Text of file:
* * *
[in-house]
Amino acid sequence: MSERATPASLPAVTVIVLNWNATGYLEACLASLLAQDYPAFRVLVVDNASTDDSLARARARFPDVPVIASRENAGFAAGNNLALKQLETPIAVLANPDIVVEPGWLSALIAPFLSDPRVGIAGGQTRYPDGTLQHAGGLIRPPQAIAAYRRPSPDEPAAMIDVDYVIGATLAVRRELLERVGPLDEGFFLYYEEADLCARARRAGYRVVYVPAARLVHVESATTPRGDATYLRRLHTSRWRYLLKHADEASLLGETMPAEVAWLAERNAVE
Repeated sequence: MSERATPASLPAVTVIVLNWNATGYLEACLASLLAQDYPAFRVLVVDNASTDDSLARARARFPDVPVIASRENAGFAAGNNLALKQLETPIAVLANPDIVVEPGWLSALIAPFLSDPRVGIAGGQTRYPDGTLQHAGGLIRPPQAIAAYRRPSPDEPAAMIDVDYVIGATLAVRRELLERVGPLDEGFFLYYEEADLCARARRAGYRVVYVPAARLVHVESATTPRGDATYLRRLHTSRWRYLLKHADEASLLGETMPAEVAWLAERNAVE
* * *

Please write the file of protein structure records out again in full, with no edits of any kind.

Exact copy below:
[in-house]
Amino acid sequence: MSERATPASLPAVTVIVLNWNATGYLEACLASLLAQDYPAFRVLVVDNASTDDSLARARARFPDVPVIASRENAGFAAGNNLALKQLETPIAVLANPDIVVEPGWLSALIAPFLSDPRVGIAGGQTRYPDGTLQHAGGLIRPPQAIAAYRRPSPDEPAAMIDVDYVIGATLAVRRELLERVGPLDEGFFLYYEEADLCARARRAGYRVVYVPAARLVHVESATTPRGDATYLRRLHTSRWRYLLKHADEASLLGETMPAEVAWLAERNAVE
Repeated sequence: MSERATPASLPAVTVIVLNWNATGYLEACLASLLAQDYPAFRVLVVDNASTDDSLARARARFPDVPVIASRENAGFAAGNNLALKQLETPIAVLANPDIVVEPGWLSALIAPFLSDPRVGIAGGQTRYPDGTLQHAGGLIRPPQAIAAYRRPSPDEPAAMIDVDYVIGATLAVRRELLERVGPLDEGFFLYYEEADLCARARRAGYRVVYVPAARLVHVESATTPRGDATYLRRLHTSRWRYLLKHADEASLLGETMPAEVAWLAERNAVE